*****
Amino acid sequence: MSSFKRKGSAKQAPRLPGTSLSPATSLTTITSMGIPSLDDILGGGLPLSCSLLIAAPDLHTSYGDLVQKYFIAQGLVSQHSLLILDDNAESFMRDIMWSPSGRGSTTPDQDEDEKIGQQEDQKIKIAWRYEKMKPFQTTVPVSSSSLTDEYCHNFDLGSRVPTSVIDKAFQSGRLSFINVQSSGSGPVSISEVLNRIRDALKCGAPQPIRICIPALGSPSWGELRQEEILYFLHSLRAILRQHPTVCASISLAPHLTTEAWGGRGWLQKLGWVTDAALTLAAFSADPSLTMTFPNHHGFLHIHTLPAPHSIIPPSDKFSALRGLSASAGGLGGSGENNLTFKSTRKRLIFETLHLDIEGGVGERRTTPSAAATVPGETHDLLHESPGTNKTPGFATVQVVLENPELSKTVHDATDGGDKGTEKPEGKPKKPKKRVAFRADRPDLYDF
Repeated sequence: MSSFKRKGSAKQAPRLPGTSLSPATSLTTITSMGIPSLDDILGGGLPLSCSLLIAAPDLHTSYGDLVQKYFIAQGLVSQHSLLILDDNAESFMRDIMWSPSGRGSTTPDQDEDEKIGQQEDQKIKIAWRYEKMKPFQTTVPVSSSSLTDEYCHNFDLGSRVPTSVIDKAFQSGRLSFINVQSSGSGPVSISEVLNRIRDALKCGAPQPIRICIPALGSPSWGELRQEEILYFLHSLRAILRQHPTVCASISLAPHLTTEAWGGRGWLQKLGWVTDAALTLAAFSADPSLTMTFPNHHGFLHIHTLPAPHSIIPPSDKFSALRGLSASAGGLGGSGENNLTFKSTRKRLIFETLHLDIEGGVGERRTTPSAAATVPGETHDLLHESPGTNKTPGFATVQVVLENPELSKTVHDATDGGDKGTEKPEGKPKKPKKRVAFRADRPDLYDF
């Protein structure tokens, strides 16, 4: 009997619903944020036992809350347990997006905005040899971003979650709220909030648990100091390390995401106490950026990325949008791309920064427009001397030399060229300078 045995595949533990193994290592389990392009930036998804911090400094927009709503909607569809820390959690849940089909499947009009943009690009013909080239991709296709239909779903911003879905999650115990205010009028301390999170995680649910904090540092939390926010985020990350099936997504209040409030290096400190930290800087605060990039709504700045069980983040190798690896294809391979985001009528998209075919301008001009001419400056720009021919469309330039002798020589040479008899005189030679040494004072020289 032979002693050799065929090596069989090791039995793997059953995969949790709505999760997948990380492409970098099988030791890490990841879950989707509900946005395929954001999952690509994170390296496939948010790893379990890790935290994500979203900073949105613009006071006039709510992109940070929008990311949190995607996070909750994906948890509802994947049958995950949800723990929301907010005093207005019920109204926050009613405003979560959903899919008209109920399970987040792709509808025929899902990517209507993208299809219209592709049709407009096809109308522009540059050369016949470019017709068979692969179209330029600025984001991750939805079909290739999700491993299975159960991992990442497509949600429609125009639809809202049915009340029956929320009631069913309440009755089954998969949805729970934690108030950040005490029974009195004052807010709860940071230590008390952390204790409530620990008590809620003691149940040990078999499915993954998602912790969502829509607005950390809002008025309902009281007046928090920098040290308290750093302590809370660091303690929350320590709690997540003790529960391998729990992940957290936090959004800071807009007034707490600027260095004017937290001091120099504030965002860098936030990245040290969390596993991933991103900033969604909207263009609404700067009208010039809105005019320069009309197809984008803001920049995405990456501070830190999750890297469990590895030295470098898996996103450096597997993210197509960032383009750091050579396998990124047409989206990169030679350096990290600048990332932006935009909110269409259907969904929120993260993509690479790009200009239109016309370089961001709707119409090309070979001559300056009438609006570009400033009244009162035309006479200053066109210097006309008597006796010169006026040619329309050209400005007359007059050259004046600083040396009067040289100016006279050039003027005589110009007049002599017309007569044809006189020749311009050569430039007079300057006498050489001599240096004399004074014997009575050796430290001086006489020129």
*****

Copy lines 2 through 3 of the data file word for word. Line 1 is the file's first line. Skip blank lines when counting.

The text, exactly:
Repeated sequence: MSSFKRKGSAKQAPRLPGTSLSPATSLTTITSMGIPSLDDILGGGLPLSCSLLIAAPDLHTSYGDLVQKYFIAQGLVSQHSLLILDDNAESFMRDIMWSPSGRGSTTPDQDEDEKIGQQEDQKIKIAWRYEKMKPFQTTVPVSSSSLTDEYCHNFDLGSRVPTSVIDKAFQSGRLSFINVQSSGSGPVSISEVLNRIRDALKCGAPQPIRICIPALGSPSWGELRQEEILYFLHSLRAILRQHPTVCASISLAPHLTTEAWGGRGWLQKLGWVTDAALTLAAFSADPSLTMTFPNHHGFLHIHTLPAPHSIIPPSDKFSALRGLSASAGGLGGSGENNLTFKSTRKRLIFETLHLDIEGGVGERRTTPSAAATVPGETHDLLHESPGTNKTPGFATVQVVLENPELSKTVHDATDGGDKGTEKPEGKPKKPKKRVAFRADRPDLYDF
């Protein structure tokens, strides 16, 4: 009997619903944020036992809350347990997006905005040899971003979650709220909030648990100091390390995401106490950026990325949008791309920064427009001397030399060229300078 045995595949533990193994290592389990392009930036998804911090400094927009709503909607569809820390959690849940089909499947009009943009690009013909080239991709296709239909779903911003879905999650115990205010009028301390999170995680649910904090540092939390926010985020990350099936997504209040409030290096400190930290800087605060990039709504700045069980983040190798690896294809391979985001009528998209075919301008001009001419400056720009021919469309330039002798020589040479008899005189030679040494004072020289 032979002693050799065929090596069989090791039995793997059953995969949790709505999760997948990380492409970098099988030791890490990841879950989707509900946005395929954001999952690509994170390296496939948010790893379990890790935290994500979203900073949105613009006071006039709510992109940070929008990311949190995607996070909750994906948890509802994947049958995950949800723990929301907010005093207005019920109204926050009613405003979560959903899919008209109920399970987040792709509808025929899902990517209507993208299809219209592709049709407009096809109308522009540059050369016949470019017709068979692969179209330029600025984001991750939805079909290739999700491993299975159960991992990442497509949600429609125009639809809202049915009340029956929320009631069913309440009755089954998969949805729970934690108030950040005490029974009195004052807010709860940071230590008390952390204790409530620990008590809620003691149940040990078999499915993954998602912790969502829509607005950390809002008025309902009281007046928090920098040290308290750093302590809370660091303690929350320590709690997540003790529960391998729990992940957290936090959004800071807009007034707490600027260095004017937290001091120099504030965002860098936030990245040290969390596993991933991103900033969604909207263009609404700067009208010039809105005019320069009309197809984008803001920049995405990456501070830190999750890297469990590895030295470098898996996103450096597997993210197509960032383009750091050579396998990124047409989206990169030679350096990290600048990332932006935009909110269409259907969904929120993260993509690479790009200009239109016309370089961001709707119409090309070979001559300056009438609006570009400033009244009162035309006479200053066109210097006309008597006796010169006026040619329309050209400005007359007059050259004046600083040396009067040289100016006279050039003027005589110009007049002599017309007569044809006189020749311009050569430039007079300057006498050489001599240096004399004074014997009575050796430290001086006489020129």